It might sound silly but Iím very paranoid about where I registerÖ Iíll just take your word for it. The fact that it took me some time to find any failures of UHC to counter your points speaks volumes.
It's the Lancet - one of, if not the
medical journal of record. You're probably safe. As for failures: When checking my lists, Mongolia jumped out at me. I suspect that has something to do with a lack of resources or infrastructure, though.
Unless, of course, youíre willing to take FOX as a totally unbiased and completely legitimate source of news. Then I suddenly have a surplus of reasons why a UHC is bad news.
Hahahahahahano. I'm sorry, but no news source that fought a court battle for its right to outright lie has the slightest shred of credibility with me.
Did some more digging. Regulations aren't subject to the same sort of compulsory publication as law, but I do have an example of provincial health care law
, and it does provide some insight: Items specifically noted as requiring legal regulation include not just costs of uninsured services, but staffing requirements, quality of care, and related factors. I won't lie - funding cuts do
hit nurses hardest (often in the form of excessive hours), but nobody's pulling down seven figures in a hospital.
I doubt this will go anywhere considering that weíre both debating from experienceÖ
I'll concede the point; it's far more likely that I'm suffering from confirmation bias than that a huge number of people have the same odd fault in thinking.
By drive, I was simply referring to the motivation required to push an administrator to succeed. For example, you believe that administrators will be motivated by their own political interests. Drive/Motivation is essential for at least some success.
Mmm. I honestly don't care why
the job gets done - be it from personal drive, or a desire for promotion out of a crappy job, or what have you. What I care about is the effects where the rubber meets the road: How does a change affect actual patients?
Thereís never only one middle-ground. Sorry if I implied as much. Naturally thereíll be an assortment which lean either toward greater government or private control. Regulated costs is simply the one Iíve heard of the most.
There's a very clever collection of well-paid organizations and people whose job it is to suggest the worst possible implementation as loudly as possible, and then say that since that won't work the whole thing is a wash. (See also: Fox news.)
Not from my perspective but this was because I was trying to lump developing and developed countries into the same basket. I figured the situations would be similar but I was obviously wrong.
Developing countries are different, yes. It's difficult to implement universal anything
without the money and infrastructure to do it.
Iím shocked to say that I canít provide any, at least not in the developed world. The two main culprits that Iíve been made aware of over the years were Russia and Cuba and yet a little in-depth research shows that most of what Iíve been told was either an over-exaggeration or outright lie. Cubaís health-care is apparently praised the world over, with the only problem being that it benefits foreigners more than its own people: www.global-politics.co.uk Ė link to article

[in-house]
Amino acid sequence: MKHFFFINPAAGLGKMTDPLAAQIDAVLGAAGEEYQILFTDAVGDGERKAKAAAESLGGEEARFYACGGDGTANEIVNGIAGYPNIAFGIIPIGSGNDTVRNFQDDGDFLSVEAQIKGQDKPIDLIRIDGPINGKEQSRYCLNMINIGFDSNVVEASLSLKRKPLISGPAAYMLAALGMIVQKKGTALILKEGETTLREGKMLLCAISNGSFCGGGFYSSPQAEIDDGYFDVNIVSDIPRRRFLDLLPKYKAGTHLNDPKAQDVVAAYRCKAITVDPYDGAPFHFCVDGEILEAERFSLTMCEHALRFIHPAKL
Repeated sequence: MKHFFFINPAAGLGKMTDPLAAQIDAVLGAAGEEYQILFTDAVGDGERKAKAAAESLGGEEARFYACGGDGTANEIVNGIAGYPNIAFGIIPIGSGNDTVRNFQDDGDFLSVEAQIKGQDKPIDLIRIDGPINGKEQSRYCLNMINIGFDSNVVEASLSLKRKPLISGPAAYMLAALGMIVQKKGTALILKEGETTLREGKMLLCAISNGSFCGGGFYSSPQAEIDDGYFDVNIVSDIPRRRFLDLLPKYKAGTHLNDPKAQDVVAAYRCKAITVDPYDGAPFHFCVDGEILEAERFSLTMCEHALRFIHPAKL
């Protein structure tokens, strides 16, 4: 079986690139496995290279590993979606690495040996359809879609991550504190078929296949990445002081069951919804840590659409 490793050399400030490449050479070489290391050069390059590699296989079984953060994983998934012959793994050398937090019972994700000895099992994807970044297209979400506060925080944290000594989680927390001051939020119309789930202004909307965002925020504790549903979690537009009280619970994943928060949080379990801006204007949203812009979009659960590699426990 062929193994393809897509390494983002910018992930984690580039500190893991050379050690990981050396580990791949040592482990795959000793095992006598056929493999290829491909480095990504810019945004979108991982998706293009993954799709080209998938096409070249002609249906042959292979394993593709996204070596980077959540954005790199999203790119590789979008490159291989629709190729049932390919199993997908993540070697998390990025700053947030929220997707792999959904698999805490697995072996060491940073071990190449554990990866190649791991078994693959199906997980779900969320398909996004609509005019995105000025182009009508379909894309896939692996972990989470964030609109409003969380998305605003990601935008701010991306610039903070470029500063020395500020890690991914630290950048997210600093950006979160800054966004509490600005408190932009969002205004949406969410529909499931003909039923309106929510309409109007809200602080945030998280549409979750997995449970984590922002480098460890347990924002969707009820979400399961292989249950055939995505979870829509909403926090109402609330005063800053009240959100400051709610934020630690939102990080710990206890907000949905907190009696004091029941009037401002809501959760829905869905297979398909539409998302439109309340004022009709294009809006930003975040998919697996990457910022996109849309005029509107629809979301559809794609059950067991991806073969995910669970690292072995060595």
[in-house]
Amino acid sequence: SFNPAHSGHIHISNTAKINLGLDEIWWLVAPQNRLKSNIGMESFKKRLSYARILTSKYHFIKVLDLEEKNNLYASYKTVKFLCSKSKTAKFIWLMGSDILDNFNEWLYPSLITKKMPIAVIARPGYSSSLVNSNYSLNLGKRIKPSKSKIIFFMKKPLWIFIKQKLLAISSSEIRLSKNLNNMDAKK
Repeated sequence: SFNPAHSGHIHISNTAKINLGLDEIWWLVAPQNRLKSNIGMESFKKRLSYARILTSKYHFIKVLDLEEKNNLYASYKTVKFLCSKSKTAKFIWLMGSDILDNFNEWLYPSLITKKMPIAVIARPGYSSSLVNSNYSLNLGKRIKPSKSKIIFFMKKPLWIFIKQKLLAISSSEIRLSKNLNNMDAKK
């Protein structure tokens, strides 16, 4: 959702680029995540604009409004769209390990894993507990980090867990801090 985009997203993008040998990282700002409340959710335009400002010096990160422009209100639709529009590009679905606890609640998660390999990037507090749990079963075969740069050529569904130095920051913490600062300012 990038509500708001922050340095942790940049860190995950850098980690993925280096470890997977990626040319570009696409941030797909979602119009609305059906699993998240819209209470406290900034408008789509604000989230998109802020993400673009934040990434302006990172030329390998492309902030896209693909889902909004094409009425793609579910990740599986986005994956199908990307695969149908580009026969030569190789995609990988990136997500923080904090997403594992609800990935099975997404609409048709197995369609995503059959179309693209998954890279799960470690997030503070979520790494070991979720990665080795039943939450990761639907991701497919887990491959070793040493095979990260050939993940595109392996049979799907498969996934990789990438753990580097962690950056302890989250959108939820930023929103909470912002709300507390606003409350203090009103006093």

Russiaís own UHC failed horrifically but from what Iíve read this was due more to the effect communism had as a whole as well as other external factors (radiation, industry, fall of the Soviet Union, etc) rather than the UHC itself. Unfortunately, the best article I could find doesnít go beyond the year two thousand but from what Iíve read, Russia is moving away from its current system. Itís considered a developing country however so it really doesnít add much to the discussion. www.countrystudies.us - link to article
I must say, it's very rare to see someone actually check the facts, conclude that they were mistaken, and change their mind. You have my deep and abiding respect. As for Russia... I haven't looked into it in depth, but there's endemic corruption issues and serious infrastructure problems, so this doesn't surprise me overmuch. The fact that they're considered developing does, though.
There is an interesting titbit I found while digging through articles. This is just a hunch for now, one which Iíll look up more thoroughly when I have time, but it seems that the USís private system might provide better care than other countries. So the difference might lie in the fact that a UHS provides more, if less specialized, care while the USís current system provides less but highly specialized care. Of course, providing for a bigger group trumps providing for individuals at exorbitant prices.
Speaking for my country, we've got roughly the same level of specialization. Where the US pulls way, way ahead is in specialized-treatment capacity
. You have, for example, a huge number of CT machines. The problem is, while this looks good on paper, it's actually masking another hefty form of inefficiency - there is far more specialist capacity in the US than is needed or ever used, including people coming to the US from other countries for care. Machines are sitting empty and silent, and the half-million dollars or so that each one cost is basically money that was set on fire instead of helping patients.
I'll take your word for it. I looked it up and was instantly put-off by the definition I found...
The actual, original meaning of the term was, basically, an idea that seems to self-propagate in a manner not dissimilar to a biological virus.